Wyoming Youth Services has contracted with Shannon Hautman to lead the Wyoming Kindness Connection, the initiative begun in the spring of 2020 in response to the global pandemic. “Wyoming loves to volunteer,” Hautman says of the Kindness Connection. “I hope that we can have a more far-reaching effect beyond the pandemic.”
The Kindness Connection incorporates a variety of resources for residents and families to help them maintain social connection, positive attitudes, and good mental health during this stressful time. Programs include local interest groups, pastoral care and social workers, and Kindness Ambassadors. One of Hautman’s first actions as director was to launch a Facebook page for the initiative.
An Indiana native, Hautman and her family relocated to Wyoming from Nashville, Tennessee, in 2016. Her experience in public education, arts and culture, and non-profit work, she says, “felt like a perfect opportunity.” She teaches writing part-time at UC, so part-time community work fit naturally into her schedule and interest. Her Storytelling Circle was one of the Kindness Connection’s first interest groups to meet, and she has plans to grow the already-popular initiative in new directions.
“We’re starting a youth-led ‘Kindness Corps,’ to bring in more young people to create programs,” she says. Not only will this benefit the city, but “at a time when summer jobs and internships are scarce, we can build their resumes and pay them a stipend for their work.”
The interest groups have received a good response so far. Anne Brack, who organizes the Guided Meditation Group for Ascension and Holy Trinity Episcopal Church, estimates that a dozen new members have joined since the Kindness Connection began. “Not everyone attends every session,” she says, “But we also provide the links to meditations you can do at your own convenience. I think peace and calm can be hard to come by in times like this.”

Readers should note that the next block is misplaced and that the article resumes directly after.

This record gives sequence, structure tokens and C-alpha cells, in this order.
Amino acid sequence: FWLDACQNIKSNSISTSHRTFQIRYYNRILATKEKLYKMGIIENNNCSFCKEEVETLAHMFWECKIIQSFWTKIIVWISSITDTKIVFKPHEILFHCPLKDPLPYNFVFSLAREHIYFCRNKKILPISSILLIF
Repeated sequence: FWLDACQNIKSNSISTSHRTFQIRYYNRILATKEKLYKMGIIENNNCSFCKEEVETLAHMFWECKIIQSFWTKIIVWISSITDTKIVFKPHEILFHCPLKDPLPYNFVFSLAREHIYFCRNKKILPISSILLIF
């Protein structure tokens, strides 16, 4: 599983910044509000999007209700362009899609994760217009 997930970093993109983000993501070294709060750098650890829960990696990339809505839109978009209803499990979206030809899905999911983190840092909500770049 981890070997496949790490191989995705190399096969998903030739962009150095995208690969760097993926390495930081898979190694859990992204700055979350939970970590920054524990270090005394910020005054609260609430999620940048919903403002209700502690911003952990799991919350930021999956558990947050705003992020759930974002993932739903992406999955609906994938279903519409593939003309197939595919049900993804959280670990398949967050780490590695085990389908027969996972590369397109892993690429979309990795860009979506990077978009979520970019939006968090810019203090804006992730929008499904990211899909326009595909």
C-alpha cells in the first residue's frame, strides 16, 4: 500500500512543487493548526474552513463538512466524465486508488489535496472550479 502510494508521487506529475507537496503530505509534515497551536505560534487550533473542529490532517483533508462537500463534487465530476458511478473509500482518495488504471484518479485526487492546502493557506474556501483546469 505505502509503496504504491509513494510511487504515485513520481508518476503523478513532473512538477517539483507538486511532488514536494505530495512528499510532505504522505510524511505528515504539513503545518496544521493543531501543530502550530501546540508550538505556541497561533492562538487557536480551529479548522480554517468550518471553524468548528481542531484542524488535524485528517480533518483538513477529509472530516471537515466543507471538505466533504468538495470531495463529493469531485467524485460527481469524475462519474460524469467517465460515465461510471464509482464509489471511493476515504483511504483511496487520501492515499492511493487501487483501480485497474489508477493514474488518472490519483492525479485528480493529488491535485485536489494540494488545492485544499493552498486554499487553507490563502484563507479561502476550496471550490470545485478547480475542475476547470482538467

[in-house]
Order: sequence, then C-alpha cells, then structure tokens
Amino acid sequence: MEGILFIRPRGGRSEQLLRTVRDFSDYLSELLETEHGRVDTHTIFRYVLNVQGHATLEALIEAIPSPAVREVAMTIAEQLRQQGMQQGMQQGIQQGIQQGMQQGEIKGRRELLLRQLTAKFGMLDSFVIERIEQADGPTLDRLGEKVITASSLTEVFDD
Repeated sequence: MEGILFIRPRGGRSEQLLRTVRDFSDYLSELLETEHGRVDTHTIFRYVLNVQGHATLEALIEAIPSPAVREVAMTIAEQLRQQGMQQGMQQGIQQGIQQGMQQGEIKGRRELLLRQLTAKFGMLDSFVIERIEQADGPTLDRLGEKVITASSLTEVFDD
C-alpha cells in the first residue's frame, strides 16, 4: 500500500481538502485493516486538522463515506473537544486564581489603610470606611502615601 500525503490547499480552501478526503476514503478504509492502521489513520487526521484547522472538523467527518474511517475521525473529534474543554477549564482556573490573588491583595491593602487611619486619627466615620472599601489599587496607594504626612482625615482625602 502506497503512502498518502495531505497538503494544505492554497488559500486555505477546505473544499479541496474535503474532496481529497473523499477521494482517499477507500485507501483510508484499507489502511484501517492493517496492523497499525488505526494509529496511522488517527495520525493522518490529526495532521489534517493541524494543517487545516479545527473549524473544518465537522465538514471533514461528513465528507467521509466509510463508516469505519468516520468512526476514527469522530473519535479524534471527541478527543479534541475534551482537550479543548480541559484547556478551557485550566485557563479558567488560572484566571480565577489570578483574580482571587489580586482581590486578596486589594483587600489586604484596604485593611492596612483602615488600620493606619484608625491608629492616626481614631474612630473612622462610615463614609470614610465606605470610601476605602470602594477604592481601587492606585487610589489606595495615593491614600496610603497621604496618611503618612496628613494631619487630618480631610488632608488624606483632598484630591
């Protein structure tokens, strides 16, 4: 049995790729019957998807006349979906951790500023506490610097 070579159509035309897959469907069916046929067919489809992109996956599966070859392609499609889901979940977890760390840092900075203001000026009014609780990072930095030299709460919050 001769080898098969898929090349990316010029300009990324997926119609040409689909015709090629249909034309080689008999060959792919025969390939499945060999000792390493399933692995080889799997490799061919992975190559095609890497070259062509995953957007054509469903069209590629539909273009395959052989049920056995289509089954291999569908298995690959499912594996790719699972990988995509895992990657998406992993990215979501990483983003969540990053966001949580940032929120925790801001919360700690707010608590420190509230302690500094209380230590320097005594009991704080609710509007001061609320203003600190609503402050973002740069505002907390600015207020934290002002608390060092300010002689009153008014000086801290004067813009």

Other groups have seen similar results. The Role Playing Adventure group has introduced Dungeons and Dragons to about 20 new players so far, and several Wyoming residents have begun Urban Sketching. Other groups include a Virtual Spa Night, RuPaul’s Drag Race Watch Party, and Home Beer Brewing, but anyone interested in starting a new group is encouraged to visit the website or Facebook page.
One area where the Kindness Connection can use more volunteers is the Kindness Ambassadors program. Ambassadors reach out proactively to households in their area with letters, notes, phone calls or visits to bring positivity and connection. “We have a small group now, but we’d like for people to take part on their own streets,” she says. “We’d like to reach every house in Wyoming with postcards, check-ins, people watching out for their neighbors.”
Funding for the initiative comes from a grant that runs through October 1 of this year, but Hautman hopes to make the Kindness Connection a permanent part of Wyoming life, even beyond the pandemic. “This is an important way for us to support one another,” she says. “There is tremendous positivity, hope, and kindness in our community.”
Editor’s Note: The earlier version of this story incorrect stated that Shannon Hautman was hired by the City of Wyoming. She is a contractor to Wyoming Youth Services, which provides funds for the position through a grant. She is not an employee of the City of Wyoming.